Pliska - 100 years of archaeological excavations
R. Rashev, Ya. Dimitrov
 

III. The legacy of Pliska

    15. Materials from the antiquity
 

Beside the alredy mentioned antique columns and capitals, Pliska contains other, more ancient materials. Most common amongst them are the bricks. A small part of them are Roman, from the II-III c., sealed by the seals of the state or private persons. Predominate the bricks from the V-VII c. sealed by private persons, among whom the name ‘Dules’ being most frequent. These bricks were used in the earliest buildings in Pliska – the vaulted arches in the Throne Palace, the brick addition to the wall around the Small Palace, the floors of the secret underground passages. In the latter case all bricks have preserved remains of red mortar and, clearly, they originate from earlier solid brick buildings. It is usually assumed they come from the nearby fortress at Voyvoda, some 6 km to the north of Pliska, although the bricks there form only a small part of the volume of the fortress walls, and the buildings inside the fortress were built by stones, not bricks. The early Roman bricks indicate that their source was some other fortress, most probably – the abandoned at the beginning of the VII c. large Roman town of Marcianopolis.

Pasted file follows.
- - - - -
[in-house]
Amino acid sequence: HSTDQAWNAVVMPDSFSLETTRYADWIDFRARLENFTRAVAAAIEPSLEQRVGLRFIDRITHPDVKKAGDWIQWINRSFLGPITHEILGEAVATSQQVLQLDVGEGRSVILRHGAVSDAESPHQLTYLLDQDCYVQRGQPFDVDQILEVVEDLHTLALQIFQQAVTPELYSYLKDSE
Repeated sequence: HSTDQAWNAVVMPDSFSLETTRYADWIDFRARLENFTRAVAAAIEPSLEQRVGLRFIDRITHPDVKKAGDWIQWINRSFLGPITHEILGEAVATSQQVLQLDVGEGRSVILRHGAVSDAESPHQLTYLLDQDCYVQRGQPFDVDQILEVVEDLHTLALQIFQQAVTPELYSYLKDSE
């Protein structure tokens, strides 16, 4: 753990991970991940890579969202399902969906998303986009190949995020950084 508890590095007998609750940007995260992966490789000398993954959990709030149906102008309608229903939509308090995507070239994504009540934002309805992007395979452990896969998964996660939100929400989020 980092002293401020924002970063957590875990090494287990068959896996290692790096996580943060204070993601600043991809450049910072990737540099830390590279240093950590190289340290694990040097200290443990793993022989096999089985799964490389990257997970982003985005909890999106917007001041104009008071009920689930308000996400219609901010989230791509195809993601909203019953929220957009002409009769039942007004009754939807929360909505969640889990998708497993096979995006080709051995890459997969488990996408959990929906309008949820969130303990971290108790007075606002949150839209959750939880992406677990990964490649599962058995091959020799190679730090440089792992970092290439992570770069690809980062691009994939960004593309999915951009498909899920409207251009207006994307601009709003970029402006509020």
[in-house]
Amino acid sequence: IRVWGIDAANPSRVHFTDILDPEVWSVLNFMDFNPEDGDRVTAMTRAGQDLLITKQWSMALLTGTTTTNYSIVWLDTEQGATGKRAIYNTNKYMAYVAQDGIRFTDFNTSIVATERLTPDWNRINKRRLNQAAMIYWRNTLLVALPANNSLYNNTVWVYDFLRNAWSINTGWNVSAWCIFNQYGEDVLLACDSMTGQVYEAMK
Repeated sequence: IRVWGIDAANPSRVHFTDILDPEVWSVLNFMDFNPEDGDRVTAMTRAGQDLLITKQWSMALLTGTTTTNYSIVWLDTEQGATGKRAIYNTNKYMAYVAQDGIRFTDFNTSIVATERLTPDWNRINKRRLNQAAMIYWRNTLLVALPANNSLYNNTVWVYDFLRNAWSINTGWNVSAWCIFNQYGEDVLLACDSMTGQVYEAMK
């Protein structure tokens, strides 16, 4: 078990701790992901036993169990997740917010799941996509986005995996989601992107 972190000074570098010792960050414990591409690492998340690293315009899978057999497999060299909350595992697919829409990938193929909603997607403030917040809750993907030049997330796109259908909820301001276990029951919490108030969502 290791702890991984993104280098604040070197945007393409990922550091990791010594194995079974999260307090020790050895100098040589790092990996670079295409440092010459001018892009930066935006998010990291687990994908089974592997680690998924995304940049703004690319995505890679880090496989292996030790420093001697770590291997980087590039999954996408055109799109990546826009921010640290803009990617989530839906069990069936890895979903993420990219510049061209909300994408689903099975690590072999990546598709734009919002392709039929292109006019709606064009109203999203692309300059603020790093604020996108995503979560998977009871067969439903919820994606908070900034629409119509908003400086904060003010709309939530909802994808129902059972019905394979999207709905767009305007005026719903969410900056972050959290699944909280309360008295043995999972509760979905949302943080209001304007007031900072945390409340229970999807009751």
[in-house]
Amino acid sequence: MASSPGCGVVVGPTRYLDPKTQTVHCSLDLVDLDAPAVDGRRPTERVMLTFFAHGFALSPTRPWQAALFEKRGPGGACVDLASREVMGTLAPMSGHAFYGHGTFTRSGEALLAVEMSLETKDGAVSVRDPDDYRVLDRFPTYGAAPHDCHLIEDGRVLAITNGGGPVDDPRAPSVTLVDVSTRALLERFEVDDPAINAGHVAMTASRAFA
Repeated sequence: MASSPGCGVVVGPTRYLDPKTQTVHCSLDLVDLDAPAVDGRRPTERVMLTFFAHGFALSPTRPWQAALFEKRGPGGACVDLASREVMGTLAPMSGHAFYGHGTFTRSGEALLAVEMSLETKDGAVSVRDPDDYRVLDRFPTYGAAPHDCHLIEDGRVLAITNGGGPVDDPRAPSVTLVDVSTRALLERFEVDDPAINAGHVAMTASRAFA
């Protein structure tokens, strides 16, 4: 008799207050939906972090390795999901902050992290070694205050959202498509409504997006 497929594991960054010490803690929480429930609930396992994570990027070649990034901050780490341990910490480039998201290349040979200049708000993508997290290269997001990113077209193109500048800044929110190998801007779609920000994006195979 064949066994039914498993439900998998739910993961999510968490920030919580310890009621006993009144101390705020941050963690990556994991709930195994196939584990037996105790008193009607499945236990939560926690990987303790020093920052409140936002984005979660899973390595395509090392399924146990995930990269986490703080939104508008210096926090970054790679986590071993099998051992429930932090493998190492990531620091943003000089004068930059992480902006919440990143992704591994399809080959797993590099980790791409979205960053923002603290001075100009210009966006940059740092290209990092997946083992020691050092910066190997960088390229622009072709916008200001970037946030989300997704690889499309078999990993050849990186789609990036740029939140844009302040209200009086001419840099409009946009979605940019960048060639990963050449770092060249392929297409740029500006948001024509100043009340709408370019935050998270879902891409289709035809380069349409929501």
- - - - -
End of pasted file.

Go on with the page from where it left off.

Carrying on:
The monolithic arch found near the western gate of the Citadel was brought from the Roman town of Nicopolis ad Istrum. The fragments of marble plates, reilefs and some columns probably also come from these Roman towns. The head of one such statue was used as a stone to be embedded into the southern fortress wall. With the transfer and the re-use of such antique building materials must be linked the antique coins from the II to the VI c. found in Pliska, as well as other easily moved antique materials which cannot not contribute to the dating of any of Pliska’s buildings. The thesis about the antique age of some buildings, based on the basis of such mobile materials alone, is undefendable. It can be discussed only if there existed the corresponding cultural layer, formed in the same way as in all other Roman-Byzantine towns. Such a layer is absent in Pliska. Its absence can only mean that no antique town existed there in the first place.
 

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